clock menu more-arrow no yes

Filed under:

Royals Bullpen Blues

Kansas City’s dominant relief corps propelled the team’s recent postseason success. Now, however, that same unit looks likely to doom the Royals as their contention window closes.

(Getty Images/Ringer illustration)
(Getty Images/Ringer illustration)

Wade Davis secured his first save as a member of the Cubs on Tuesday, allowing one walk in a scoreless ninth inning to close out St. Louis. Five hours north, the Rockies’ Greg Holland did Davis one better, earning his second save of the young season with a 1–2–3 outing against the Brewers.

Davis and Holland’s former bullpen wasn’t so clean in its first game of 2017, when three Royals relievers allowed six runs in an inning — lowlighted by three bases-loaded walks — in a 7–1 loss to Minnesota on Monday afternoon. Then, two Royals repeated the feat in a 9–1 loss in the team’s second game of the season, allowing a three-run triple and a three-run homer in the same frame. It’s just two games out of 162, but for Royals fans who had grown accustomed to an invincible relieving corps, these innings must feel like the end of an era.

Before Cleveland redefined bullpen usage with Andrew Miller last season, its division rival and AL pennant predecessor perfected the traditional model. The 2014 and ’15 Royals didn’t so much use a single fireman as employ three fire-breathing dragons in the bullpen, with the HDH trio of Kelvin Herrera, Davis, and Holland roasting opposing hitters like Daenerys Targaryen’s foes. In 31 playoff games in those years, the Royals never lost a game that either they led or was tied at any point after the sixth inning.

The dominant bullpen was one of the main factors behind Kansas City’s defiance of both the projections and the team’s own dismal history. Between 2014, when Davis joined the bullpen full time, and 2016, the Royals’ bullpen had the lowest ERA in the majors (the starters ranked just 18th), the highest win probability added, and by far the fewest meltdowns, which measure how often a reliever significantly hurts his team’s chances of winning a game.

But the faces and arms behind that championship-propelling performance are largely gone. After struggling with injuries last year and with only one season remaining on his contract, Davis was traded to the Cubs in the offseason, and after missing the 2015 playoffs and all of 2016 following Tommy John surgery, Holland signed with Colorado. Overall, 13 Royals pitched in relief during the team’s two playoff runs, and only Herrera and starter-turned-longman Chris Young are still in the bullpen. (Former reliever Danny Duffy has since moved to the rotation.)

Their replacements are unproven and flammable in an entirely different way than their forebears. For context, the Royals allowed six-plus runs in an inning in the seventh or later just four times total between 2014 and 2016; they did so in their first two games this season, turning tied and close scores into unredeemable deficits. Now, Kansas City’s bullpen has to throw 30 1/3 consecutive shutout innings just to lower its 2017 ERA to match its mark from the past three years.

Before the season began, FanGraphs ranked Kansas City’s bullpen as the 28th best in baseball. Herrera is still a top reliever with a 2.30 ERA since the start of 2014, but he has shifted to the ninth inning, from where he’s unlikely to budge given manager Ned Yost’s insistence on maintaining rigid relief roles. The drop-off starts immediately after him.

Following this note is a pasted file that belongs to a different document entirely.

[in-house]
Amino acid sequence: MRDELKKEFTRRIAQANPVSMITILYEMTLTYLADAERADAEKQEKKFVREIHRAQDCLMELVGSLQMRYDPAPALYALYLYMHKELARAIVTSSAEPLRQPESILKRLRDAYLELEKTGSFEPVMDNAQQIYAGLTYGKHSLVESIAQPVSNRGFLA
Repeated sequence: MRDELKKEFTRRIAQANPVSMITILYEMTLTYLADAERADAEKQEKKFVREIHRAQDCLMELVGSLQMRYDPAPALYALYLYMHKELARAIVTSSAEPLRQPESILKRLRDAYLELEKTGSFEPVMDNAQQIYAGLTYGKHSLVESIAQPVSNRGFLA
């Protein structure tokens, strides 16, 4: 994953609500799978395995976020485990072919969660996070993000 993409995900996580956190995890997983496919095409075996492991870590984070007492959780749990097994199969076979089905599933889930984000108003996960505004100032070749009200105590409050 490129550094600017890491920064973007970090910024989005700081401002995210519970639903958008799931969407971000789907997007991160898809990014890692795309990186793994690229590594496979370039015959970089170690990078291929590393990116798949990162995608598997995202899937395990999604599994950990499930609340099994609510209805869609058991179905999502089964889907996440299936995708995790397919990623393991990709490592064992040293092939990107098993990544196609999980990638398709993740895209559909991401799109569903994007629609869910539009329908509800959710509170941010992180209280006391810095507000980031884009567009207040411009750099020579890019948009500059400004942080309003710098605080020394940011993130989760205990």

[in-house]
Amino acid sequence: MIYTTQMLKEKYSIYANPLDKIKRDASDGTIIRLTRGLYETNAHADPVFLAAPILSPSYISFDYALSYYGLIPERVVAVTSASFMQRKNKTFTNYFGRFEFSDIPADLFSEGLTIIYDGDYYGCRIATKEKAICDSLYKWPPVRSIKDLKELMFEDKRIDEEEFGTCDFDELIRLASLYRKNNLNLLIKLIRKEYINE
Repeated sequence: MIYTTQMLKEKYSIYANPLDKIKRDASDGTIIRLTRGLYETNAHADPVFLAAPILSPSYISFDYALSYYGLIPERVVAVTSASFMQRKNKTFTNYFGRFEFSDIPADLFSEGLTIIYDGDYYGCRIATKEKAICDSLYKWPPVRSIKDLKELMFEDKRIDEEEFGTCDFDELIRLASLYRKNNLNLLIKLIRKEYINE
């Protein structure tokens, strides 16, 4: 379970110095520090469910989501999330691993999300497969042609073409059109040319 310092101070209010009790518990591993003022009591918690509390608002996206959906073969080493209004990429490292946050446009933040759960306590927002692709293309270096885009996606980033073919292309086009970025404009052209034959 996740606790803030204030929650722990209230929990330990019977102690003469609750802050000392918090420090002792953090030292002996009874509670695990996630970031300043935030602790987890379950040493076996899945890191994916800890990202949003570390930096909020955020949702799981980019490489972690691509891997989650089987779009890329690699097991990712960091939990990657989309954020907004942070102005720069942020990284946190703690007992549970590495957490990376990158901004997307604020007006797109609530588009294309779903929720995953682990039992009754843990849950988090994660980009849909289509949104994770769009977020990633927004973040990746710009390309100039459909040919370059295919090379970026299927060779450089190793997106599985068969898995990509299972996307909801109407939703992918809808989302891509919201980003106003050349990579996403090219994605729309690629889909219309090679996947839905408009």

Joakim Soria is still the setup man despite leading the majors in meltdowns in 2016; between his excellent 2014 campaign in Texas and Detroit and last year in Kansas City, his walk rate tripled and his home run rate increased fourfold. Matt Strahm, Monday’s losing pitcher and one of Wednesday’s victims, is a converted starter and the most talented non-Herrera member of the pen, but he has exhibited some control problems as a reliever and probably belongs in the rotation anyway. Mike Minor didn’t throw an MLB inning the last two years after tearing his labrum, Young had the worst HR/9 rate in history in 2016, and Travis Wood can pitch only to left-handed hitters — on Monday, Yost didn’t help matters by leaving his platoon-dependent pitcher in to face righty slugger Miguel Sanó, predictably creating one of the bases-loaded walks as Wood nibbled around the corners of the strike zone.

This year marks an inflection point for the franchise, as lineup stalwarts Eric Hosmer, Lorenzo Cain, Mike Moustakas, and Alcides Escobar all become free agents after the season. The team has already traded Davis and outfielder Jarrod Dyson, who were part of that class, and could be an active seller in July if its playoff hopes don’t pan out. Both FanGraphs and Baseball Prospectus give the Royals only about a 6 percent chance of qualifying for the postseason, and even though the projections have misfired on Kansas City in recent years, this year’s forecast makes sense: The club no longer has a dynamic bullpen to compensate for a lackluster rotation, and its offense has managed just two runs and seven hits across two games against a Twins staff that tied for MLB’s worst ERA last year.

More broadly, this year’s Royals don’t resemble recent versions, as beyond the corroded bullpen, the lineup is no longer built on a speed-and-contact foundation. But as this group of players makes its final playoff push together, at least the lineup is mostly intact from its title-winning, All-Star–ballot-stuffing days. The reliable bullpen, though, is no more, now a disparate mass of arms that don’t throw as hard, don’t get as many outs, and don’t inspire the same level of confidence as their predecessors. Two games into the season, the Royals already miss Davis and Holland, but Toto, they’re not in Kansas City anymore.